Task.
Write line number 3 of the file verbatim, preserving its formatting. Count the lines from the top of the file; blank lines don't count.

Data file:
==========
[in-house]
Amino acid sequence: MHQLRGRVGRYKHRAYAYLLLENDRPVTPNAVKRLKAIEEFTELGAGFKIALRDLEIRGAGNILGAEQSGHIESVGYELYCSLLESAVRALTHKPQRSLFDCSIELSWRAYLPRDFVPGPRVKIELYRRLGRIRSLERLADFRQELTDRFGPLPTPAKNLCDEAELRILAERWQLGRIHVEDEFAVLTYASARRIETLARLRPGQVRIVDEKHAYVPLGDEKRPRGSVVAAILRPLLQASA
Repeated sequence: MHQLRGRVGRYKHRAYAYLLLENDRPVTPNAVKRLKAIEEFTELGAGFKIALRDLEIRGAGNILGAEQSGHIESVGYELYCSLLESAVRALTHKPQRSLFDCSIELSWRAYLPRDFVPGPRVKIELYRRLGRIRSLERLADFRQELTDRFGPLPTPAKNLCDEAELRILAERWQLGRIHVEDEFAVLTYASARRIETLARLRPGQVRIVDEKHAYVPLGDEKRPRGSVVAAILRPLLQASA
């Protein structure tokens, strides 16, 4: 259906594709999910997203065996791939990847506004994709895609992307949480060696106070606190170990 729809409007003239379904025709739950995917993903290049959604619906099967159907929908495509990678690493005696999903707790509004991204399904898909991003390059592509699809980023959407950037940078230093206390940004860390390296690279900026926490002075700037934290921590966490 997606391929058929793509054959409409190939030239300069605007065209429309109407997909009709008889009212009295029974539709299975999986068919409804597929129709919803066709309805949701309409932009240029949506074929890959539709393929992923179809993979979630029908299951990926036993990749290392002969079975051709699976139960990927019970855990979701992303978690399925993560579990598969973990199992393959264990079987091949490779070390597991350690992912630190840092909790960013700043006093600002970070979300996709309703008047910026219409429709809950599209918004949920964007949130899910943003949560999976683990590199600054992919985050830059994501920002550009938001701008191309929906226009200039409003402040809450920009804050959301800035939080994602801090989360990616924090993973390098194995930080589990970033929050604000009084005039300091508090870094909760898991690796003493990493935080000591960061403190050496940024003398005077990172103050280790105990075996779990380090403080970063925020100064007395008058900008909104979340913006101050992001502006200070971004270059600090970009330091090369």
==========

Repeated sequence: MHQLRGRVGRYKHRAYAYLLLENDRPVTPNAVKRLKAIEEFTELGAGFKIALRDLEIRGAGNILGAEQSGHIESVGYELYCSLLESAVRALTHKPQRSLFDCSIELSWRAYLPRDFVPGPRVKIELYRRLGRIRSLERLADFRQELTDRFGPLPTPAKNLCDEAELRILAERWQLGRIHVEDEFAVLTYASARRIETLARLRPGQVRIVDEKHAYVPLGDEKRPRGSVVAAILRPLLQASA